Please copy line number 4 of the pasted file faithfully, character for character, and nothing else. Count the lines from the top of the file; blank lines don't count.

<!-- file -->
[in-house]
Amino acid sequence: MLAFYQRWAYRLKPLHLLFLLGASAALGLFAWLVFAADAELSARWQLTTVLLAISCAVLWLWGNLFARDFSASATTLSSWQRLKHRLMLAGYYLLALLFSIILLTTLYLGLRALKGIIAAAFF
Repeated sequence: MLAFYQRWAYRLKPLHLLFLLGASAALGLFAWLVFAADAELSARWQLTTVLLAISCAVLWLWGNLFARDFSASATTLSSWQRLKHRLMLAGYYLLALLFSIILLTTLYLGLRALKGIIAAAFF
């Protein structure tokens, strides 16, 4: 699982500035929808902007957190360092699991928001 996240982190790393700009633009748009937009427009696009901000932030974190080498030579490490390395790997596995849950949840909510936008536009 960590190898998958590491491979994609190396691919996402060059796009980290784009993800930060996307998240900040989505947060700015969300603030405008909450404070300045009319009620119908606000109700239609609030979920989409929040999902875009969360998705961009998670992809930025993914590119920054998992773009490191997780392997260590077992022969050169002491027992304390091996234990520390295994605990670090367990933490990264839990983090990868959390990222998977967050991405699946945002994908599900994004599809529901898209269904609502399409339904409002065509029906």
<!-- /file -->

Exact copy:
């Protein structure tokens, strides 16, 4: 699982500035929808902007957190360092699991928001 996240982190790393700009633009748009937009427009696009901000932030974190080498030579490490390395790997596995849950949840909510936008536009 960590190898998958590491491979994609190396691919996402060059796009980290784009993800930060996307998240900040989505947060700015969300603030405008909450404070300045009319009620119908606000109700239609609030979920989409929040999902875009969360998705961009998670992809930025993914590119920054998992773009490191997780392997260590077992022969050169002491027992304390091996234990520390295994605990670090367990933490990264839990983090990868959390990222998977967050991405699946945002994908599900994004599809529901898209269904609502399409339904409002065509029906």